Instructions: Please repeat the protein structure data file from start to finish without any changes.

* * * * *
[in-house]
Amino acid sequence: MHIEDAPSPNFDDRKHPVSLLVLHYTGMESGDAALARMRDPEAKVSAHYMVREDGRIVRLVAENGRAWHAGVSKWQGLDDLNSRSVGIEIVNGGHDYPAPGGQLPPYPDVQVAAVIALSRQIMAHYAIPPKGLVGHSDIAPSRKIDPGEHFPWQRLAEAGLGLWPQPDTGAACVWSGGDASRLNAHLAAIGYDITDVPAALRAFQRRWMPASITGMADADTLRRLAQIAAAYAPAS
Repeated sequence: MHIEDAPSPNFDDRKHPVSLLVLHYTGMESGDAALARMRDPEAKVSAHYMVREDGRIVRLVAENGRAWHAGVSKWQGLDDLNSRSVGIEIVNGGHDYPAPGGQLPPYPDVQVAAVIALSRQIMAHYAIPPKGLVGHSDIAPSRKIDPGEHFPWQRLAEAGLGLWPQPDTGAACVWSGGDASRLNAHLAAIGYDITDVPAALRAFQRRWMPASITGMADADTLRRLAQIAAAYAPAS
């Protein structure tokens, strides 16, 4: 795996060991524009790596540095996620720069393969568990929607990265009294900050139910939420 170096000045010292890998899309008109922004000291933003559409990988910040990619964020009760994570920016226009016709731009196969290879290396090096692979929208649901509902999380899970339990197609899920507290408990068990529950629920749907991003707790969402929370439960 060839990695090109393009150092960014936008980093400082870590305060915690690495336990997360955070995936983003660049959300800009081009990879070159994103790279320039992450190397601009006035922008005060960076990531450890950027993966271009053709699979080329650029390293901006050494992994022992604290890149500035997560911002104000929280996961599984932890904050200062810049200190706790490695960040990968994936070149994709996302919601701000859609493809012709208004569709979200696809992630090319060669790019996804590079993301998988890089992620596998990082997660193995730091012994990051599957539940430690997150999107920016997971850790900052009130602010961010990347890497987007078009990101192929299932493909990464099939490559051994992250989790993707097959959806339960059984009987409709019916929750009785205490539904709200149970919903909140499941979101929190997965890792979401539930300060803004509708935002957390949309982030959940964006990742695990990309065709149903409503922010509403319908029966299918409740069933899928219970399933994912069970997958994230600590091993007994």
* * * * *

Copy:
[in-house]
Amino acid sequence: MHIEDAPSPNFDDRKHPVSLLVLHYTGMESGDAALARMRDPEAKVSAHYMVREDGRIVRLVAENGRAWHAGVSKWQGLDDLNSRSVGIEIVNGGHDYPAPGGQLPPYPDVQVAAVIALSRQIMAHYAIPPKGLVGHSDIAPSRKIDPGEHFPWQRLAEAGLGLWPQPDTGAACVWSGGDASRLNAHLAAIGYDITDVPAALRAFQRRWMPASITGMADADTLRRLAQIAAAYAPAS
Repeated sequence: MHIEDAPSPNFDDRKHPVSLLVLHYTGMESGDAALARMRDPEAKVSAHYMVREDGRIVRLVAENGRAWHAGVSKWQGLDDLNSRSVGIEIVNGGHDYPAPGGQLPPYPDVQVAAVIALSRQIMAHYAIPPKGLVGHSDIAPSRKIDPGEHFPWQRLAEAGLGLWPQPDTGAACVWSGGDASRLNAHLAAIGYDITDVPAALRAFQRRWMPASITGMADADTLRRLAQIAAAYAPAS
């Protein structure tokens, strides 16, 4: 795996060991524009790596540095996620720069393969568990929607990265009294900050139910939420 170096000045010292890998899309008109922004000291933003559409990988910040990619964020009760994570920016226009016709731009196969290879290396090096692979929208649901509902999380899970339990197609899920507290408990068990529950629920749907991003707790969402929370439960 060839990695090109393009150092960014936008980093400082870590305060915690690495336990997360955070995936983003660049959300800009081009990879070159994103790279320039992450190397601009006035922008005060960076990531450890950027993966271009053709699979080329650029390293901006050494992994022992604290890149500035997560911002104000929280996961599984932890904050200062810049200190706790490695960040990968994936070149994709996302919601701000859609493809012709208004569709979200696809992630090319060669790019996804590079993301998988890089992620596998990082997660193995730091012994990051599957539940430690997150999107920016997971850790900052009130602010961010990347890497987007078009990101192929299932493909990464099939490559051994992250989790993707097959959806339960059984009987409709019916929750009785205490539904709200149970919903909140499941979101929190997965890792979401539930300060803004509708935002957390949309982030959940964006990742695990990309065709149903409503922010509403319908029966299918409740069933899928219970399933994912069970997958994230600590091993007994």